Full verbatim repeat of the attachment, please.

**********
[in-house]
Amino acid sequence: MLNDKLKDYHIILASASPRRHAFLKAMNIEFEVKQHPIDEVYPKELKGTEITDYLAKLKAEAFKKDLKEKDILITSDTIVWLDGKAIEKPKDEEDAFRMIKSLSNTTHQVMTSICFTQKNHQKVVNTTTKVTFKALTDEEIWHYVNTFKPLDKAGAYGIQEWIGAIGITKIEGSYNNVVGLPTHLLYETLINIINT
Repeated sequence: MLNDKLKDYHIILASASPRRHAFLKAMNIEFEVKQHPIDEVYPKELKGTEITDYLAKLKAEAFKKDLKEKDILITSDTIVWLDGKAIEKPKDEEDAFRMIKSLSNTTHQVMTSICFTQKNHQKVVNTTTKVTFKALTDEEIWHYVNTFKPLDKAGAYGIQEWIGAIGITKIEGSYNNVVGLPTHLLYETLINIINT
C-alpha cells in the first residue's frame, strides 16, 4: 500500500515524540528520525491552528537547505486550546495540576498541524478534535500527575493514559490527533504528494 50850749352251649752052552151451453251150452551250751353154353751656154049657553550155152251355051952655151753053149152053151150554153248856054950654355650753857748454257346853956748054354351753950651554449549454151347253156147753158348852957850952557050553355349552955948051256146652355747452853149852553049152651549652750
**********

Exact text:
[in-house]
Amino acid sequence: MLNDKLKDYHIILASASPRRHAFLKAMNIEFEVKQHPIDEVYPKELKGTEITDYLAKLKAEAFKKDLKEKDILITSDTIVWLDGKAIEKPKDEEDAFRMIKSLSNTTHQVMTSICFTQKNHQKVVNTTTKVTFKALTDEEIWHYVNTFKPLDKAGAYGIQEWIGAIGITKIEGSYNNVVGLPTHLLYETLINIINT
Repeated sequence: MLNDKLKDYHIILASASPRRHAFLKAMNIEFEVKQHPIDEVYPKELKGTEITDYLAKLKAEAFKKDLKEKDILITSDTIVWLDGKAIEKPKDEEDAFRMIKSLSNTTHQVMTSICFTQKNHQKVVNTTTKVTFKALTDEEIWHYVNTFKPLDKAGAYGIQEWIGAIGITKIEGSYNNVVGLPTHLLYETLINIINT
C-alpha cells in the first residue's frame, strides 16, 4: 500500500515524540528520525491552528537547505486550546495540576498541524478534535500527575493514559490527533504528494 50850749352251649752052552151451453251150452551250751353154353751656154049657553550155152251355051952655151753053149152053151150554153248856054950654355650753857748454257346853956748054354351753950651554449549454151347253156147753158348852957850952557050553355349552955948051256146652355747452853149852553049152651549652750